Wednesday, 7 May 2014
Poor Things - Poor Things - Track by Track Review
Poor Things are a band that are blessed with the perfect mix of youthful exuberance and real world savvy. Their self titled début, Poor Things, seethes with the kind of infectious raw energy that empowers 12 year olds to pick up a guitar; pretty much how I imagine the trio began, listening to the likes of Nirvana, and Smashing Pumpkins. Yet the record is more than skin-deep, with it's observational qualities documenting the well worn path of growing up, leaving home, and wondering what your place and worth in the world is.
But don't just take my word for it. I managed to catch up with Craig and Richard from the band who have been kind enough to espouse on just how Poor Things came together through influences, writing and recording.
1) For Edwin Morgan
Richard Stratton (bass, vocals): This song was on our EP, Hurricane Poor Things. We thought it was a welcoming aural door for the listener to step into. We feel that the last track, Master of Arts, is a suitable ejector seat.
Craig Angus (guitar, vocals): It was originally written with the role of ‘first track on the album’ but in 2012 we were nowhere near writing an album… It’s a homage to a really gifted guy. I was finishing up at University and studying Morgan left right and centre, there was one poem called The Second Life that opened, “but does every man feel like this at forty?” So I rewrote it with the famous 21st year in mind. I think being in your early twenties is meant to be quite liberating but to be brutally honest I’ve just felt more and more anxious since then about anything and everything. FEELINGS.
2) Halcyon Days!
C: A nostalgic number about the simplicity of youth. The character in the song who is told to ‘go and be a doctor or lawyer’ is based on a real figure who we were at school with. The sort of kid who was one of the brightest in school but still set the desk on fire in English as a glorious act of rebellion. I guess it’s about living your own life without succumbing to the pressure people put on you. When we were recording, Gav (drums) was most worried about this one, due to it being by far the fastest track on the record, he was giving it all “when I’m in the zone I’ll tell you and we’ll record it quickly before I lose the vibe”. Basically he gave the signal and we did it live in one take. I think it’s my favourite song of ours for that reason, it’s more unhinged than anything else. There’s loads of gang vocals hidden there. Matt Scott, who recorded the album, made us do fist-pumps during the takes. Great guy. Innovator.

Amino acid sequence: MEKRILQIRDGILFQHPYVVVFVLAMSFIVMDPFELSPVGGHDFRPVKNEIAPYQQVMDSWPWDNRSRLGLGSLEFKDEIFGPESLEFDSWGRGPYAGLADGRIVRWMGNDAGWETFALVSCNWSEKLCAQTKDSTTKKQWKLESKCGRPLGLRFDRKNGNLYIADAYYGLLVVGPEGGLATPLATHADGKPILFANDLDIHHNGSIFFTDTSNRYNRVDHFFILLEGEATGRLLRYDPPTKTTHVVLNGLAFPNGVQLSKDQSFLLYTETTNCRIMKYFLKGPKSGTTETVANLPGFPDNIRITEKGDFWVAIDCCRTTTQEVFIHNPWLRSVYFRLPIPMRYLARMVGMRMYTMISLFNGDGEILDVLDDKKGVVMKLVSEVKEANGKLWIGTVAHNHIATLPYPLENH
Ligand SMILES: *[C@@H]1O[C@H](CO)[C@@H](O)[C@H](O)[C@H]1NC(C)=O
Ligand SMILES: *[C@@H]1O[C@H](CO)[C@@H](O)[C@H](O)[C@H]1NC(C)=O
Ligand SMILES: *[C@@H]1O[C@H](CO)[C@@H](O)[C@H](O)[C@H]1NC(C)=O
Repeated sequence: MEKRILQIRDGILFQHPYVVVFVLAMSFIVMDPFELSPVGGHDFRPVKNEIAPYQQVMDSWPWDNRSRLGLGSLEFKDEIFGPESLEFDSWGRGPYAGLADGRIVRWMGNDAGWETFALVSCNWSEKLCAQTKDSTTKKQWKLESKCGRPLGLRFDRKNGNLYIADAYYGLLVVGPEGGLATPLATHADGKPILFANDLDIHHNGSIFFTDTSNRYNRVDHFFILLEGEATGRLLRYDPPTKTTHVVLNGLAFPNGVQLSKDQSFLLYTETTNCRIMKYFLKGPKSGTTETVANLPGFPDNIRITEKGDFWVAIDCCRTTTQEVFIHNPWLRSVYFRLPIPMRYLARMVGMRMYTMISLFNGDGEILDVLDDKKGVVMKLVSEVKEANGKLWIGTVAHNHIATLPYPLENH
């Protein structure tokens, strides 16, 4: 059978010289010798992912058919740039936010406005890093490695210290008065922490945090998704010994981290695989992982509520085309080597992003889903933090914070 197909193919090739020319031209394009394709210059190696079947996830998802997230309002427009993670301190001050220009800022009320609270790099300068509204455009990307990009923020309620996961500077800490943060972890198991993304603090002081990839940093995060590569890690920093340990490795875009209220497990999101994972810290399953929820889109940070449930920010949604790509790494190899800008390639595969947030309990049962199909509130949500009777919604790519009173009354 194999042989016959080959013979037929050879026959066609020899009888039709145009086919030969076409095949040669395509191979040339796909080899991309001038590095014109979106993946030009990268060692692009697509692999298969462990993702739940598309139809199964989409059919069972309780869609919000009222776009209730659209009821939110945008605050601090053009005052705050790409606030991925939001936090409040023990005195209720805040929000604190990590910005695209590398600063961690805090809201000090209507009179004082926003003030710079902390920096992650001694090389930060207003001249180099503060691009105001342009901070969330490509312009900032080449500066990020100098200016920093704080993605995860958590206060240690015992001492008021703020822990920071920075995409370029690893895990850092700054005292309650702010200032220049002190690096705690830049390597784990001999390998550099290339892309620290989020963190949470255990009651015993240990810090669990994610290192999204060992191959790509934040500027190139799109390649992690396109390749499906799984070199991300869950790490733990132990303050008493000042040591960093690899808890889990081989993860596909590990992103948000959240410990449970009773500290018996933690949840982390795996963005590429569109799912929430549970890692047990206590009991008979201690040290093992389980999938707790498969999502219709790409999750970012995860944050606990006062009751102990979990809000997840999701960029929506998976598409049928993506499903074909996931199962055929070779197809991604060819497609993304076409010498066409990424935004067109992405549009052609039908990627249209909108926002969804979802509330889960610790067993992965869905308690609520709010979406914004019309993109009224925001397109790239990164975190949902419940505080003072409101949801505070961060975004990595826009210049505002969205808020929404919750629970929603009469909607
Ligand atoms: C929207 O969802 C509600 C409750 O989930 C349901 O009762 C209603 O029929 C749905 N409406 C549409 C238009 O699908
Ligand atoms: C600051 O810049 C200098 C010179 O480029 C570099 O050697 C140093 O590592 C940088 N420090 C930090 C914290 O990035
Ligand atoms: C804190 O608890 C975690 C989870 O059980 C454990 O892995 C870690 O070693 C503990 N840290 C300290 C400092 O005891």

3) Life One Part Two
R: I love the rhythm on this track. The guitar stabs are intentionally stripped back to let the lead lines rip when required. The reference point for this was Anna, Go to Him from the first Beatles album – for whatever reason, it was one of the first songs of theirs I learnt and there are echoes of it in this track. The lines about moving back in with parents and leaving the house without a sense of time and space are from personal experience… Aaand moving on!
C: Another nostalgia trip. I demo’ed it in my bedroom last summer and recorded the lyrics in one go without really writing them down, they ended up staying. If Halcyon Days covers adolescence then 1998 covers that super innocent phase of youth where things happen all around you and it barely sinks in. You just keep living in that strange world that kids live in where the imagination runs wild.
R: This and Halcyon Days are the only tracks where all three instruments were recorded at the same time. When I wrote the guitar part, I thought it sounded like The Cribs but that doesn’t really jump out in the recording. The lyrics aren’t so important, it’s mostly about chasing a feeling. I like how it has the same chords and words throughout, but feels like it has a fuckton of momentum.